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Geoscientific Model Development An interactive open-access journal of the European Geosciences Union
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Volume 10, issue 3
Geosci. Model Dev., 10, 1261-1289, 2017
https://doi.org/10.5194/gmd-10-1261-2017
© Author(s) 2017. This work is distributed under
the Creative Commons Attribution 3.0 License.
Geosci. Model Dev., 10, 1261-1289, 2017
https://doi.org/10.5194/gmd-10-1261-2017
© Author(s) 2017. This work is distributed under
the Creative Commons Attribution 3.0 License.

Model evaluation paper 27 Mar 2017

Model evaluation paper | 27 Mar 2017

Global methane emission estimates for 2000–2012 from CarbonTracker Europe-CH4 v1.0

Aki Tsuruta et al.
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Status: closed
Status: closed
AC: Author comment | RC: Referee comment | SC: Short comment | EC: Editor comment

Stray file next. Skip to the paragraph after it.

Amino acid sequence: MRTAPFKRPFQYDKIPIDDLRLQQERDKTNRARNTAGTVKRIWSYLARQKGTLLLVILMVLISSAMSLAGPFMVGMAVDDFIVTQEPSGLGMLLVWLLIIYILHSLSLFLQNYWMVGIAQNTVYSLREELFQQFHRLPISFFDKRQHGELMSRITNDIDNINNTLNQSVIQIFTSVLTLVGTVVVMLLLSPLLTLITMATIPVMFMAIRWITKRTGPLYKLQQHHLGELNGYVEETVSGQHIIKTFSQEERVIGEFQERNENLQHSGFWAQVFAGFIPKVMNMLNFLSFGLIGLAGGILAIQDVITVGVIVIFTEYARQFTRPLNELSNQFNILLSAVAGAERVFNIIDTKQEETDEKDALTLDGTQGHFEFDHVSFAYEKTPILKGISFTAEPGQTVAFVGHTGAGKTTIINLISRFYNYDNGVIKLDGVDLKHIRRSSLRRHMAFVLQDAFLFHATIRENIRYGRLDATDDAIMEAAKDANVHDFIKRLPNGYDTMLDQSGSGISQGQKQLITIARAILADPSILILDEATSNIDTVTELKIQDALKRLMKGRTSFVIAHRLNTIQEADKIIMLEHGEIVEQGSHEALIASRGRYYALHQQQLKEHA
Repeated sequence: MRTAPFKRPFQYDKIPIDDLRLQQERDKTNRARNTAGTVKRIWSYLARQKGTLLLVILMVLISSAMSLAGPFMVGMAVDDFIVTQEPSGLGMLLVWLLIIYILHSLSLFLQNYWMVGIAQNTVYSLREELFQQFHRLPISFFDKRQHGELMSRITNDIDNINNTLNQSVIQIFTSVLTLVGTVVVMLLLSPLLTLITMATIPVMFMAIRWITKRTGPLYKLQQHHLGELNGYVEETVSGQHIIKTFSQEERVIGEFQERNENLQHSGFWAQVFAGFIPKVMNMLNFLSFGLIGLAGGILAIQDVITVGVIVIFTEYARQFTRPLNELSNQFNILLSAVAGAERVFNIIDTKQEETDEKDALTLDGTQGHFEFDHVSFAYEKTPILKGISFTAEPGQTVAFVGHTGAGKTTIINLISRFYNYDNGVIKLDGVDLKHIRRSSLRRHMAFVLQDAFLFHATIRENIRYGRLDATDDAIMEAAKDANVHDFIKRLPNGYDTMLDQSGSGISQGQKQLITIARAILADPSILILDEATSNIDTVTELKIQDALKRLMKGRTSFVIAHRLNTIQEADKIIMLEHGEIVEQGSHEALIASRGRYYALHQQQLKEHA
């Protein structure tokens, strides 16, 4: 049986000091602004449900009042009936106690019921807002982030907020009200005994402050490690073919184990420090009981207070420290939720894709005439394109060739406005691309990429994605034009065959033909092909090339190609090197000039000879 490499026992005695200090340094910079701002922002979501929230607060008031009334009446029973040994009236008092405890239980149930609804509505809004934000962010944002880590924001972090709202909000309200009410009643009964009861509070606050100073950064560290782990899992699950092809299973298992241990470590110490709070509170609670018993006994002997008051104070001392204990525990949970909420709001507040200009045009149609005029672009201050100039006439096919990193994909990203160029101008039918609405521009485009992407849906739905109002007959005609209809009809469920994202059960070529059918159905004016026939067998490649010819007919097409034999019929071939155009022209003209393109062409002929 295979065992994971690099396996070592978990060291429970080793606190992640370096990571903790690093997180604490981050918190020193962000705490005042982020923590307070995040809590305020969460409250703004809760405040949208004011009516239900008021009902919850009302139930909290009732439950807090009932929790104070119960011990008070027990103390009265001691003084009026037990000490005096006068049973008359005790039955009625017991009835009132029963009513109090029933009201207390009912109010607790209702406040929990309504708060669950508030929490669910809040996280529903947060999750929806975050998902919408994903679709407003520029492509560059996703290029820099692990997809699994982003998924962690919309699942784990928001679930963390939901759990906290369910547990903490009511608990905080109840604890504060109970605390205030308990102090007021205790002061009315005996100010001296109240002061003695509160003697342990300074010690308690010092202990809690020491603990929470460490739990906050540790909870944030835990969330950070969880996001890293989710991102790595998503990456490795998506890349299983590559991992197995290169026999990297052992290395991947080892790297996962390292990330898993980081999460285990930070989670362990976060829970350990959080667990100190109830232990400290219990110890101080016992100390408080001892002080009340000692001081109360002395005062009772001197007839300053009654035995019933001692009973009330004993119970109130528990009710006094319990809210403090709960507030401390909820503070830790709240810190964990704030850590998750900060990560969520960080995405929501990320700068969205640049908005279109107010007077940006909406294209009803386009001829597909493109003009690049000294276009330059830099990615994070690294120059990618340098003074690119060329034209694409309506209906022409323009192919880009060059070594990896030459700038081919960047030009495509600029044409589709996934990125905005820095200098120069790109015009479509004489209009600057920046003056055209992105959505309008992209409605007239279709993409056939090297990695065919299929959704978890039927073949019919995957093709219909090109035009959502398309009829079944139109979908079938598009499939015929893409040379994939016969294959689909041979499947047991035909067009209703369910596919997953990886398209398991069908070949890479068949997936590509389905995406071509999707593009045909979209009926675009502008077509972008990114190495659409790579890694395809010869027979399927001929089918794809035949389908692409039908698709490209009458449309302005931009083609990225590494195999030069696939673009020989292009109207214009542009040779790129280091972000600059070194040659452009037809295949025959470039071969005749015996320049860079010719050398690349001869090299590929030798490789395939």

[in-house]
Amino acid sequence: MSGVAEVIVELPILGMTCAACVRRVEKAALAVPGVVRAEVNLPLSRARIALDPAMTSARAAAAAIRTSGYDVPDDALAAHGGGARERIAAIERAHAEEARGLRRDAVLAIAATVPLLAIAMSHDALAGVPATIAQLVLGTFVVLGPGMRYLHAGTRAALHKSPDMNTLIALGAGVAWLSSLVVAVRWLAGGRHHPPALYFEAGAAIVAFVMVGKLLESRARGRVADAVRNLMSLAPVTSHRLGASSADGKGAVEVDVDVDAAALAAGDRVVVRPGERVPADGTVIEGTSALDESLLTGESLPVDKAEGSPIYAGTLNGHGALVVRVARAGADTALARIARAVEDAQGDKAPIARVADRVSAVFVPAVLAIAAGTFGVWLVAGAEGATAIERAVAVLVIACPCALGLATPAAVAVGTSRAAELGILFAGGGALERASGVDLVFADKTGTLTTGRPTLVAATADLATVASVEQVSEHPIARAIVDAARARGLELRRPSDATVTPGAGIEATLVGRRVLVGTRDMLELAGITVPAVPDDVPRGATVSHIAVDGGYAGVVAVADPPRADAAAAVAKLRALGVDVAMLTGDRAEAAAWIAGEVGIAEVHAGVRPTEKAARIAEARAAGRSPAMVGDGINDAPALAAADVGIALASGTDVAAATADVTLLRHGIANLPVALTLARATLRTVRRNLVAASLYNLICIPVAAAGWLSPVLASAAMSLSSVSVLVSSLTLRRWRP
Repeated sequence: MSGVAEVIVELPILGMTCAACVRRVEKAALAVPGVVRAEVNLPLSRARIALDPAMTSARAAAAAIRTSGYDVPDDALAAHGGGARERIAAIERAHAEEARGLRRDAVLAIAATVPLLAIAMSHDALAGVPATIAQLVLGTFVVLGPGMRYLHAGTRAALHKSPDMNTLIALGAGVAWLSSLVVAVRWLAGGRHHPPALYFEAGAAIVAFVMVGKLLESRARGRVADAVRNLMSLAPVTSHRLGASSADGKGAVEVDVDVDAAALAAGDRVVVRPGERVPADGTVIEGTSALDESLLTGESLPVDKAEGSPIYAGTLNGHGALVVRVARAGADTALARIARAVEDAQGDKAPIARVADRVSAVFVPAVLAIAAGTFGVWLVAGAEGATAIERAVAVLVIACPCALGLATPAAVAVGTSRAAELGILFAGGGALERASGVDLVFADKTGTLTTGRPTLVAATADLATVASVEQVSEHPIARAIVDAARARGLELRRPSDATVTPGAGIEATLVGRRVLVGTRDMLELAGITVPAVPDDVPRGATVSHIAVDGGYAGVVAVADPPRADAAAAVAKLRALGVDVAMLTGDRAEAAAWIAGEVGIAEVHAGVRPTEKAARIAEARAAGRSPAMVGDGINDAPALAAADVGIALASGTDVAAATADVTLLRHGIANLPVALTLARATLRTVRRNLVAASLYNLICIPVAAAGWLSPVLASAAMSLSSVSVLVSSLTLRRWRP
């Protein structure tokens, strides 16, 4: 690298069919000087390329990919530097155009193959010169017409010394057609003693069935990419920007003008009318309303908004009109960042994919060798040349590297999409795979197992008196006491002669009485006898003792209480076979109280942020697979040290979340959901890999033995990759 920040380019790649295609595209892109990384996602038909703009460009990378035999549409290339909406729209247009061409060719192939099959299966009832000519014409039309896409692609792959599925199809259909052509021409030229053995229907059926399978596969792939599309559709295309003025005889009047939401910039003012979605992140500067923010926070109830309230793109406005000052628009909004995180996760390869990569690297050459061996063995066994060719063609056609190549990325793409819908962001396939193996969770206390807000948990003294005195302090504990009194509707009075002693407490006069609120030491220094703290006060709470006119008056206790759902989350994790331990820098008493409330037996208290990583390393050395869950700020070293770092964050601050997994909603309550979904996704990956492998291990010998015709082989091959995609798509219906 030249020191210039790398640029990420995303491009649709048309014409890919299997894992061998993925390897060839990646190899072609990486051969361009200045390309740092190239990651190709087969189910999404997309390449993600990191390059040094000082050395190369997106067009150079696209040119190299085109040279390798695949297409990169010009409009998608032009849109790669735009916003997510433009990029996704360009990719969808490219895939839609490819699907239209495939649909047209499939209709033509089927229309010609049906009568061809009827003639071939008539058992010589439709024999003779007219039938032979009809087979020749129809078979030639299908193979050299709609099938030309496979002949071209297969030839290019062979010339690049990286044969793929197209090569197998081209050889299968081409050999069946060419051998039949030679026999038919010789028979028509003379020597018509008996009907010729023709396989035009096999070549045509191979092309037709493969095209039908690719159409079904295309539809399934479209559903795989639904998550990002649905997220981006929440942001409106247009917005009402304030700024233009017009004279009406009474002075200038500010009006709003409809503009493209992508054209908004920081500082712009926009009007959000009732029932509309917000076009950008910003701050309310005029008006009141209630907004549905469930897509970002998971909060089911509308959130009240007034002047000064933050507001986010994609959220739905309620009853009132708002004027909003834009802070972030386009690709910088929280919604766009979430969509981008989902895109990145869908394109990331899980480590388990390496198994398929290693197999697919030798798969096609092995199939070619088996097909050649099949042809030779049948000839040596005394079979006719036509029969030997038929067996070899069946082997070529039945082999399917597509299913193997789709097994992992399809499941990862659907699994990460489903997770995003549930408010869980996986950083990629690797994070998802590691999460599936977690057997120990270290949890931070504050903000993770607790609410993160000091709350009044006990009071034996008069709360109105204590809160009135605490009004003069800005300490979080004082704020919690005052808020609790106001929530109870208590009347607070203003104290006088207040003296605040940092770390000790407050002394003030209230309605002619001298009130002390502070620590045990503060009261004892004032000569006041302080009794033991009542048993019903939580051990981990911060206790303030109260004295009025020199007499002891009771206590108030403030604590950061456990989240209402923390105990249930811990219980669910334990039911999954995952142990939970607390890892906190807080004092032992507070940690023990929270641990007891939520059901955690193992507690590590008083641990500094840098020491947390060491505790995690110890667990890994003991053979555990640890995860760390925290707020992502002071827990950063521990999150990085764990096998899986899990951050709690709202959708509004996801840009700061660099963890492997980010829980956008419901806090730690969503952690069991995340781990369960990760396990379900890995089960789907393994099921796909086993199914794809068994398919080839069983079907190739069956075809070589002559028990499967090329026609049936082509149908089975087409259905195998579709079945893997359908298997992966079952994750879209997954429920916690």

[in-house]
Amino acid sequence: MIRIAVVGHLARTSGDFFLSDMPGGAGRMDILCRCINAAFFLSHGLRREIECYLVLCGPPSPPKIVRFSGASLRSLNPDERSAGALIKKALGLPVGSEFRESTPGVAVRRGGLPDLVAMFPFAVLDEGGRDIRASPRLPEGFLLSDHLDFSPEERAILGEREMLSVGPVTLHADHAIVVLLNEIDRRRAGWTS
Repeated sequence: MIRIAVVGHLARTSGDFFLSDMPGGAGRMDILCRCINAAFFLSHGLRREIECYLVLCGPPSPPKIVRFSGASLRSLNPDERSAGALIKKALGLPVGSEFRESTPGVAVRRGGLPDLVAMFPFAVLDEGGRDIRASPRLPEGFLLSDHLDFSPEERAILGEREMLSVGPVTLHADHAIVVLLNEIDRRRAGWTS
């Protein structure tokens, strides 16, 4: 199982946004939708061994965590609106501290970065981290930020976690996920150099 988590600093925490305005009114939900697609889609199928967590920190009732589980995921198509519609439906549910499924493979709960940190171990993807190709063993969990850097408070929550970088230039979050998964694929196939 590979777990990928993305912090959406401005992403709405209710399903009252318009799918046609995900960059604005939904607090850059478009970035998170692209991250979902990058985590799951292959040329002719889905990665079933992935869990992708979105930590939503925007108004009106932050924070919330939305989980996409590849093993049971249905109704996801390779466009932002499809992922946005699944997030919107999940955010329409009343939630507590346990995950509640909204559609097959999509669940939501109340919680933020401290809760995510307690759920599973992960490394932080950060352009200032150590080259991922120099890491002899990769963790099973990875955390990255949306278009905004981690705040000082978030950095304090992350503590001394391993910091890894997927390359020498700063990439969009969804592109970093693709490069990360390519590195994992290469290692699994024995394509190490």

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AR: Author's response | RR: Referee report | ED: Editor decision
AR by Aki Tsuruta on behalf of the Authors (13 Dec 2016)  Author's response    Manuscript
ED: Referee Nomination & Report Request started (04 Jan 2017) by Andrea Stenke
RR by Anonymous Referee #1 (25 Jan 2017)
ED: Publish subject to minor revisions (Editor review) (09 Feb 2017) by Andrea Stenke
AR by Aki Tsuruta on behalf of the Authors (17 Feb 2017)  Author's response    Manuscript
ED: Publish as is (21 Feb 2017) by Andrea Stenke
Publications Copernicus
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Short summary
In this study, we found that the average global methane emission for 2000–2012, estimated by the CTE-CH4 model, was 516±51 Tg CH4 yr-1, and the estimates for 2007–2012 were 4 % larger than for 2000–2006. The model estimates are sensitive to inputs and setups, but according to sensitivity tests the study suggests that the increase in atmospheric methane concentrations during 21st century was due to an increase in emissions from the 35S-EQ latitudinal bands.
In this study, we found that the average global methane emission for 2000–2012, estimated by the...
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